Figure 3.2.13 shows the powder diffraction pattern for RbVSH. Two sets of scans were recorded. High angle data recorded between 20 values of 126° and 156° were recorded first, followed by a long scan from 14° to 156°. This was done in order to check that the high angle data was consistent Figure 3.2.13 (b) shows the two sets of high angle data recorded. The top scan was recorded first; the bottom scan was recorded ca. 16 hours later. In this alum, there is negligible change in both the positions and intensities of the high angle data for the two data sets. Figure 3.2.14 shows a plot of unitcell parameters for several high angle reflections versus the function l/2[cos^0/0 + cos%/sin0]. A straight line can be drawn through the points. The unitcell parameter is the value at the intercept which is 12.347(1) Â. No value of the unitcell obtained from any reflection is greater than 0.001 Â from the straight line joining the points indicating that this is a precise measurement Figure 3.2.15 shows the powder diffraction pattern for "Pmix45" whose Raman spectra are shown in figures 3.2.5 - 3.2.7. It is noted that there is a slight change in the relative intensities of the peaks from the two scans. This can only mean that there is some change in atomic positions, likely to be a result of either aerial oxidation or acquisition of water fi*om the atmosphere. Similar behaviour was observed for other alums whose diffraction patterns were recorded in this study. The peaks do, however, occur at the same positions for the two scans indicating that within experimental error, there is no change in the unitcell parameter.
The unitcell geometries used for the SRR, BC-SRR and DSRR structures are described in Figures 1(a), 1(b) and 1(c), respectively, where the overall cell sizes as well as the split ring dimensions are kept the same for all three structures for fair comparison of the simulation results. The unit cells shown in Figure 1 have the common geometrical parameters of L = 5 mm (side length of the square shaped substrate surface), l = 4 mm and h = 3 mm (side lengths of the rectangular shaped outer ring), g = 0.5 mm (gap distance or slit length) and w = 0.3 mm (width of the metal ring). The rings of the resonators are made of copper lines with the metal thickness of 0.03 mm and conductivity of 5.8 × 10 7 S/m. The parameter s refers to the planar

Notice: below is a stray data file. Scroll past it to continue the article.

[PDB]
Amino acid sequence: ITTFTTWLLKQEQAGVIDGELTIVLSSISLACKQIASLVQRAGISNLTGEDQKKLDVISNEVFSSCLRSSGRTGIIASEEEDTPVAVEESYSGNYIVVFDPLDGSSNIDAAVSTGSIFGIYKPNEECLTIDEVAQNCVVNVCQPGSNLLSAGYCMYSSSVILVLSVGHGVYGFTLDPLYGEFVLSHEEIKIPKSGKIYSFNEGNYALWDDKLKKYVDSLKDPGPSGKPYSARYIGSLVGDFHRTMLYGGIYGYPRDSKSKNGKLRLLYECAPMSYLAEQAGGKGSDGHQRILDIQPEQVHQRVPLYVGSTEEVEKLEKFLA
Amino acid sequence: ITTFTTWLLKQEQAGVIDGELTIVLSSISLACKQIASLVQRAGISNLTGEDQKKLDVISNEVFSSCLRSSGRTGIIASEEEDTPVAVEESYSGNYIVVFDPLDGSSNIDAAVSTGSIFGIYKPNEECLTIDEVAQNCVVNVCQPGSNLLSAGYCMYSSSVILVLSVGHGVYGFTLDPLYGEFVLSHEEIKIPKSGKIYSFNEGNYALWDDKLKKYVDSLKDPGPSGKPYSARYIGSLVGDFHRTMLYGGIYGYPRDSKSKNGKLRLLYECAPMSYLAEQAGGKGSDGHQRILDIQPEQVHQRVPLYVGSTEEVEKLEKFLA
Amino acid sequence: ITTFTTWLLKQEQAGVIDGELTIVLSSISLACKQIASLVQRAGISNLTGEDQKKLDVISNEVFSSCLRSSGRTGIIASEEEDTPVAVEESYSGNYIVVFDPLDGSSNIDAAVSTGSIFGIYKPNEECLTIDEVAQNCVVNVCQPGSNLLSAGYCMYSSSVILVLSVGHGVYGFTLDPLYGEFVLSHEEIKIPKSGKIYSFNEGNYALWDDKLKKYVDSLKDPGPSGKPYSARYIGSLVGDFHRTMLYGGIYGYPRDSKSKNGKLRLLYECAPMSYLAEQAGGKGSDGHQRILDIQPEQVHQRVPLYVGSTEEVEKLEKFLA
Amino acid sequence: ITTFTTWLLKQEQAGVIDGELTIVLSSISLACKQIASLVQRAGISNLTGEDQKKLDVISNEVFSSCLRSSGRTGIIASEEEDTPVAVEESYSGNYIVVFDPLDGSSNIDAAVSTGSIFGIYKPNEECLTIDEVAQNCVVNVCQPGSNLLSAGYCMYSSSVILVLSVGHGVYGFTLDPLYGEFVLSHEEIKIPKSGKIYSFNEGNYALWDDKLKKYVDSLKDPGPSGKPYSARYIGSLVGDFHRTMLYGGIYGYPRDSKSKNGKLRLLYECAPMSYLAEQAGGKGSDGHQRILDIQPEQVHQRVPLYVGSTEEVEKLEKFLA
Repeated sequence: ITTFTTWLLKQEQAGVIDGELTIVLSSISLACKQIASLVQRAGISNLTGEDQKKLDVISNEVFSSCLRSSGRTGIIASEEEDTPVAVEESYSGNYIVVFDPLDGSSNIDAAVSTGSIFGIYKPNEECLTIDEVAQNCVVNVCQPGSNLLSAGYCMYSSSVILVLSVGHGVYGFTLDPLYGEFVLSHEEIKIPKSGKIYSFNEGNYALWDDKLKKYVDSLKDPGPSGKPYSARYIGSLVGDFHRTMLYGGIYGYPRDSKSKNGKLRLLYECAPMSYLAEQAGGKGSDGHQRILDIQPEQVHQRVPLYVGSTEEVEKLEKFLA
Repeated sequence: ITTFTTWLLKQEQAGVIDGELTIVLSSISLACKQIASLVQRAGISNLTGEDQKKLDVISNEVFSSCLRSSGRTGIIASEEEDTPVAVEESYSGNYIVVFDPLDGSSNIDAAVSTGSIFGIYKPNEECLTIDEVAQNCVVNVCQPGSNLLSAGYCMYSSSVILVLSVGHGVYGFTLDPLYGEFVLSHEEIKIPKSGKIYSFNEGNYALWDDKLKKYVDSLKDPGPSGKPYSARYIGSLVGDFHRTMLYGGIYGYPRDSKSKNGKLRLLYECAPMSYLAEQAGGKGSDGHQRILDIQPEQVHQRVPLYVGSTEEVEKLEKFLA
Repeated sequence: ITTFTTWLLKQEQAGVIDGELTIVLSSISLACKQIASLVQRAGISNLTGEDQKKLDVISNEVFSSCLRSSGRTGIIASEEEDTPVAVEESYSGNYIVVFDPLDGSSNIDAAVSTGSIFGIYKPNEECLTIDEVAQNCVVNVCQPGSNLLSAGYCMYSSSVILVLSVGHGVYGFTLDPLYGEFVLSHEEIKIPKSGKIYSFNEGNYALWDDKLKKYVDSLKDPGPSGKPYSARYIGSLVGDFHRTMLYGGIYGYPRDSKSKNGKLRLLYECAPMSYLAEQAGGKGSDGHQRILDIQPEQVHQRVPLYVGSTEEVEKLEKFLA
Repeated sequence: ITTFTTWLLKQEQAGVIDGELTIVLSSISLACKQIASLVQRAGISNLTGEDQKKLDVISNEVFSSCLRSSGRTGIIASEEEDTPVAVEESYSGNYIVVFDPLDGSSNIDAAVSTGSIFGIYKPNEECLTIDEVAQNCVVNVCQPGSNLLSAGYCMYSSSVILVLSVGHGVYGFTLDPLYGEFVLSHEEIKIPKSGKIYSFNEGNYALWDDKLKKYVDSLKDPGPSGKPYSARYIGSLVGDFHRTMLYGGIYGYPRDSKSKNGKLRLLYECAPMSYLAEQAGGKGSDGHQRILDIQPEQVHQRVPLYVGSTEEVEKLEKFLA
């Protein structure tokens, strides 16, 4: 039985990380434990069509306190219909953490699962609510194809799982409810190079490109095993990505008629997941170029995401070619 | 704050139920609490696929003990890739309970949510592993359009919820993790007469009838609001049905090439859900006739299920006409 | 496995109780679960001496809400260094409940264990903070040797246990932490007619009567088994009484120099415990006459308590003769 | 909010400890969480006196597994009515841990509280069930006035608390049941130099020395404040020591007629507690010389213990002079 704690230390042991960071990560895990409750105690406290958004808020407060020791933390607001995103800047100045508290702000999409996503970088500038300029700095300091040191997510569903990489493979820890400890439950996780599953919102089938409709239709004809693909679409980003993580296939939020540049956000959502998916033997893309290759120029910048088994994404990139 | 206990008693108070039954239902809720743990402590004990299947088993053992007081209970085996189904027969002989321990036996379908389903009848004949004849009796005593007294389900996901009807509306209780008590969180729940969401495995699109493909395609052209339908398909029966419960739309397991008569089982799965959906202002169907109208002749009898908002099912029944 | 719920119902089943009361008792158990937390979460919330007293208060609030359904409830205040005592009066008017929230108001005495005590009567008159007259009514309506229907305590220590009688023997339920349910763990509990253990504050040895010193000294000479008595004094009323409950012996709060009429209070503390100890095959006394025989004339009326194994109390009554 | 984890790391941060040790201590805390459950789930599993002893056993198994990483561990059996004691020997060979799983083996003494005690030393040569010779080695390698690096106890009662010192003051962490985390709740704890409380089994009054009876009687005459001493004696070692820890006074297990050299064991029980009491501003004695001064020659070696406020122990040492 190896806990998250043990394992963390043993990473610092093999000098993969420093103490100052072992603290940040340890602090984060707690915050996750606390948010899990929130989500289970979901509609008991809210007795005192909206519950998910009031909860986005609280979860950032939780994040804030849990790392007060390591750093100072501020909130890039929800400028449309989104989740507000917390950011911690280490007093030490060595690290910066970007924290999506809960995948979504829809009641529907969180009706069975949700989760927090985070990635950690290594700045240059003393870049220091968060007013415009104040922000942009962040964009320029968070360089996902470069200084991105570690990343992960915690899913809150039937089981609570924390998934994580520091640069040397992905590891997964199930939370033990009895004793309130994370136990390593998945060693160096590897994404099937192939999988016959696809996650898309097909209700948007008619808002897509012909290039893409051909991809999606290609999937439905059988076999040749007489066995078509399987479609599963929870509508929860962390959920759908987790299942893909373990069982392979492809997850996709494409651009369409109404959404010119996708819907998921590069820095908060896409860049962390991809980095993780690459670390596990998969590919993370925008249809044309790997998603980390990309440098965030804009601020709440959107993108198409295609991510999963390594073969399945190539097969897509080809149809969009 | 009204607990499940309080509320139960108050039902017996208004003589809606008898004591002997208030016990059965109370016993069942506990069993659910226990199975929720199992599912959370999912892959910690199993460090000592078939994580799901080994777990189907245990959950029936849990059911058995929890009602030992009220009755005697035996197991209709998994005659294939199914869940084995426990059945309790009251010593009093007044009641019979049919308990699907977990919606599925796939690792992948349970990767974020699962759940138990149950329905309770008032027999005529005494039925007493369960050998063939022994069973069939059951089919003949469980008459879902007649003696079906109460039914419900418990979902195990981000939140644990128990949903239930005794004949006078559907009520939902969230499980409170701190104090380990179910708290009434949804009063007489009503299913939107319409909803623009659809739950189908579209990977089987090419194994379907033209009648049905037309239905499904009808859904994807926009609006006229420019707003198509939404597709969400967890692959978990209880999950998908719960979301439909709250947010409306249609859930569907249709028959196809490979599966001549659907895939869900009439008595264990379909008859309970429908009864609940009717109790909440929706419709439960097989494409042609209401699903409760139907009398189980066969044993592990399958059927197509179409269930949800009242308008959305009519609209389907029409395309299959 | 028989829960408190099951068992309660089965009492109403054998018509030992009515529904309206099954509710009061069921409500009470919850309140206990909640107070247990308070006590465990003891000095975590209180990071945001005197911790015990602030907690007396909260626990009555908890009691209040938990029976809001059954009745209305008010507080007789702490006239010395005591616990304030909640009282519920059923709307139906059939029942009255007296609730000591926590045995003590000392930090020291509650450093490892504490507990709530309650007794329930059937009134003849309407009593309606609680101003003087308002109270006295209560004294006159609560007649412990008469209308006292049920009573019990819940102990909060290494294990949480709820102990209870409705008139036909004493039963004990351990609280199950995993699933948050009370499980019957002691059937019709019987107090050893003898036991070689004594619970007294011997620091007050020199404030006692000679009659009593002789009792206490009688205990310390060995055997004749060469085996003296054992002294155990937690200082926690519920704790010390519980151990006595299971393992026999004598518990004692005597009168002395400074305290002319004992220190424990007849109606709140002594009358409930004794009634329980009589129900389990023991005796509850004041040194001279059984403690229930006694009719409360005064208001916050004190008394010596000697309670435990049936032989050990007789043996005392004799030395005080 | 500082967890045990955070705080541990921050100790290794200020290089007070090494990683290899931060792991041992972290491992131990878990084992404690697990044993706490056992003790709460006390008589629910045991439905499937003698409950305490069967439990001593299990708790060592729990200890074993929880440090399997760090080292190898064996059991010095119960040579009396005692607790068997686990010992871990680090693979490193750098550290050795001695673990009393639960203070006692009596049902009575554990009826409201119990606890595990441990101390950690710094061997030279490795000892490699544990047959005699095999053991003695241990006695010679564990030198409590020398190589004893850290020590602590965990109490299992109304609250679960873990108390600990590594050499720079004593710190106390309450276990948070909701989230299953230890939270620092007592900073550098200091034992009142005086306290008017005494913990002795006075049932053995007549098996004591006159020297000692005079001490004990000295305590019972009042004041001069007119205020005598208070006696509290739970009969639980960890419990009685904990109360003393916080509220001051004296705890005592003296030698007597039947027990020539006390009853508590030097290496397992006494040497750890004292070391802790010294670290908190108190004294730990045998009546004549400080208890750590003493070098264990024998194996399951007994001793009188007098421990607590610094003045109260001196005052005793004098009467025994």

The design parameters of a doubly layered exponentially Tapered Slot Antenna (DTSA) are defined in Figures 1 and 2. Figure 1(a) illustrates the commercially available electromagnetic simulator HFSS model of the proposed geometry of DTSA. It consists of a section of slotline that is narrow at one end and has opening in an exponential flare at the other end. The antenna geometry can be classified into two categories: substrate parameters (relative dielectric constant, ε r , and thickness,
consists of two identical but oppositely oriented split tube resonators (Figure 6d). The gap between two adjacent unit cells allows air to flow through the structure. The high absorption of the sound wave has resulted from the weak coupling of two split tube resonators. A 3D printed sample is fabricated from polylactide (PLA) plastic for the experimental measurements (Figure 6d). The experimental result shows the maximum sound absorption of 82.1% at 342 Hz and no significant change in absorption under the oblique incidence (up to 60 ◦ ). Shen et al.  presented the two-dimensional ventilated acoustic metacages with a subwavelength thickness (Figure 6e). A ring-shaped structure is created by the radial arrangement of the metacages, and each metacage is composed of several shunted Helmholtz resonators with increasing heights along the radial direction. The structure is capable of shielding the noise coming from all directions while allowing substantial airflow through a gap between two adjacent metacage. An omnidirectional acoustic shielding is realized by the fabricated structure. Li et al.  demonstrated a broadband compact acoustic absorber for the low-to-mid frequency noise absorption while ensuring high ventilation for air passage. The structure is constructed by attaching the eight unit cells to the outer periphery of the square-shaped hollow tube. Each unitcell consists of a double-layered metastructure with micro-perforated holes on opposite sides. Figure 6f shows the schematics of the proposed absorbers. The perforated unit cells serve for the sound attenuation while the hollow tube provides the passage for air ventilation (70% cross-section open). They experimentally showed the high absorption (>0.5) in the frequency range of 850–1000 Hz.
The effective material values which are obtained by such techniques are an important result for the synthesis of the composites. However, their main purpose is to be used in the design process of large-scale components, where the novel properties of metamaterials shall be profitably used. Thus, the extraction results should of course be as accurate as pos- sible, in the sense that the equivalent model can describe the behavior of the metamaterial within the interesting frequency band. However, the model should also be physical, i.e. it should be passive (as long as no active materials are present on the microscopic scale) and last but not least it should be causal. As a critical review of published results (such as, e.g., in Simovski and Tretyakov, 2007) shows, these properties are sometimes not fulfilled, and it seems as if this is not a result of shortcomings in the respective implementations.